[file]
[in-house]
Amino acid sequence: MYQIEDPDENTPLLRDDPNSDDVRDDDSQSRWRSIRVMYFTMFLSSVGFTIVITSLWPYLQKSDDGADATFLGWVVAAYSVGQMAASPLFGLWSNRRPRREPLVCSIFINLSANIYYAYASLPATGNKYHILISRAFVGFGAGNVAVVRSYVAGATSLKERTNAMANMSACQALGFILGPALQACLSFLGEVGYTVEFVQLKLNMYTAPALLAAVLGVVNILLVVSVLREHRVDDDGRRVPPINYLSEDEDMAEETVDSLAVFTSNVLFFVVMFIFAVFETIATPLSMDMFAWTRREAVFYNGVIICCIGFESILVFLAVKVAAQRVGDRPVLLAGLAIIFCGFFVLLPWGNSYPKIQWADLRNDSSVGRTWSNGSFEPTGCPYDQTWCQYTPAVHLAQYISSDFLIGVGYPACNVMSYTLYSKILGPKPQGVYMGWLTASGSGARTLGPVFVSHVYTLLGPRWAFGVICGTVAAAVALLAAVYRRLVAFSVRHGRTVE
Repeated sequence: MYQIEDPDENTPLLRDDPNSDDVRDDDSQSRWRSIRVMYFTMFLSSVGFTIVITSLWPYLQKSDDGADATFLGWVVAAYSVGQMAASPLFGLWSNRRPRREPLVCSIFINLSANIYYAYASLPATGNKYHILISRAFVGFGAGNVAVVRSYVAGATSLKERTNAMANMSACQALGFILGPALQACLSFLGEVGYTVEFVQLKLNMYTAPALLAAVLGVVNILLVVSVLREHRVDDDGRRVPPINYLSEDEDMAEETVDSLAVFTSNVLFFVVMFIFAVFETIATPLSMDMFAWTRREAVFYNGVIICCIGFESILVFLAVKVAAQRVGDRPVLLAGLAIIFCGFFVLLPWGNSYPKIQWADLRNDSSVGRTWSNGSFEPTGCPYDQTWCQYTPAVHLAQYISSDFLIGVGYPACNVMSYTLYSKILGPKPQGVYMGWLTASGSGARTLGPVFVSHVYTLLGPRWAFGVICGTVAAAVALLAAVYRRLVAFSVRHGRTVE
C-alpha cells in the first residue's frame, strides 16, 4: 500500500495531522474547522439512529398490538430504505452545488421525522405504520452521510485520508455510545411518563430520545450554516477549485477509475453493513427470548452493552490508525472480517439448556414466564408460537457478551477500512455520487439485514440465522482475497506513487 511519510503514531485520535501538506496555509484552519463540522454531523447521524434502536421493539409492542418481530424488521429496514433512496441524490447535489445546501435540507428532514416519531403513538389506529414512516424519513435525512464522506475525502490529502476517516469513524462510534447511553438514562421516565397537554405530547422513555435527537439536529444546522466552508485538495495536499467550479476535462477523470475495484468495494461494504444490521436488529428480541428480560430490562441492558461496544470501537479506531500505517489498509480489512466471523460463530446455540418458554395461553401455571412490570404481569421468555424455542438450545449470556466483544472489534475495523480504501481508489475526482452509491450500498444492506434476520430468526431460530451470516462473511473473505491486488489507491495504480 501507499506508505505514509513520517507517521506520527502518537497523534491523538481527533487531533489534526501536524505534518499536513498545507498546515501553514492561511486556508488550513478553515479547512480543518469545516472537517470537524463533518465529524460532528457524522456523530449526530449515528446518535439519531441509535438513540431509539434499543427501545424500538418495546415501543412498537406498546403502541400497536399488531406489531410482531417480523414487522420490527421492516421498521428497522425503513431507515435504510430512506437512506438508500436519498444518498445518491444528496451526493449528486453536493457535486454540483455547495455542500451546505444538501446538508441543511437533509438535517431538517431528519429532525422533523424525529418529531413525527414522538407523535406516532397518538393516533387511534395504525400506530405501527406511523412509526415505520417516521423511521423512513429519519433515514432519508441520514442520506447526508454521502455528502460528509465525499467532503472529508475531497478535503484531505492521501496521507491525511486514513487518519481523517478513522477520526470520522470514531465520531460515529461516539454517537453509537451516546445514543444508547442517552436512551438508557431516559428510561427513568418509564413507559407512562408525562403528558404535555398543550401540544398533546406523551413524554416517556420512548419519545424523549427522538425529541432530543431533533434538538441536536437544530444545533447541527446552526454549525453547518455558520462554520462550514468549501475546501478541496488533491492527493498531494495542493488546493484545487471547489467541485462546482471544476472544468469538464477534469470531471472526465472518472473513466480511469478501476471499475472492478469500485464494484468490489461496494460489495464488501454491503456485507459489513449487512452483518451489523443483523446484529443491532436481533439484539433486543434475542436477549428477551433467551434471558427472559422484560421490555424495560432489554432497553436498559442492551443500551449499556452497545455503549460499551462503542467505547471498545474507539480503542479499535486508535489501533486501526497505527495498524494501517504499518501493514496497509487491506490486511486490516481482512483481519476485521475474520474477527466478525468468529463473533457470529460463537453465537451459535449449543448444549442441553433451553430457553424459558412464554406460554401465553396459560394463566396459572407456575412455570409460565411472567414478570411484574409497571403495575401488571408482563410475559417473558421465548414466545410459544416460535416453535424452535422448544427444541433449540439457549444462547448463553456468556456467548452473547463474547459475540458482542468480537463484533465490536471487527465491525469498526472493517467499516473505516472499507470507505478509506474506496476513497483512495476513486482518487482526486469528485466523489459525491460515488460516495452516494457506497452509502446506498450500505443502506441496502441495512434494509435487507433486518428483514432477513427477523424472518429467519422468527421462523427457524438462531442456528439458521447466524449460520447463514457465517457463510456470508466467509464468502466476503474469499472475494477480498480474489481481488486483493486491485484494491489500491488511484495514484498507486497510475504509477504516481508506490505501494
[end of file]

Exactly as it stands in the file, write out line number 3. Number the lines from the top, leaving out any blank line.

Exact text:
Repeated sequence: MYQIEDPDENTPLLRDDPNSDDVRDDDSQSRWRSIRVMYFTMFLSSVGFTIVITSLWPYLQKSDDGADATFLGWVVAAYSVGQMAASPLFGLWSNRRPRREPLVCSIFINLSANIYYAYASLPATGNKYHILISRAFVGFGAGNVAVVRSYVAGATSLKERTNAMANMSACQALGFILGPALQACLSFLGEVGYTVEFVQLKLNMYTAPALLAAVLGVVNILLVVSVLREHRVDDDGRRVPPINYLSEDEDMAEETVDSLAVFTSNVLFFVVMFIFAVFETIATPLSMDMFAWTRREAVFYNGVIICCIGFESILVFLAVKVAAQRVGDRPVLLAGLAIIFCGFFVLLPWGNSYPKIQWADLRNDSSVGRTWSNGSFEPTGCPYDQTWCQYTPAVHLAQYISSDFLIGVGYPACNVMSYTLYSKILGPKPQGVYMGWLTASGSGARTLGPVFVSHVYTLLGPRWAFGVICGTVAAAVALLAAVYRRLVAFSVRHGRTVE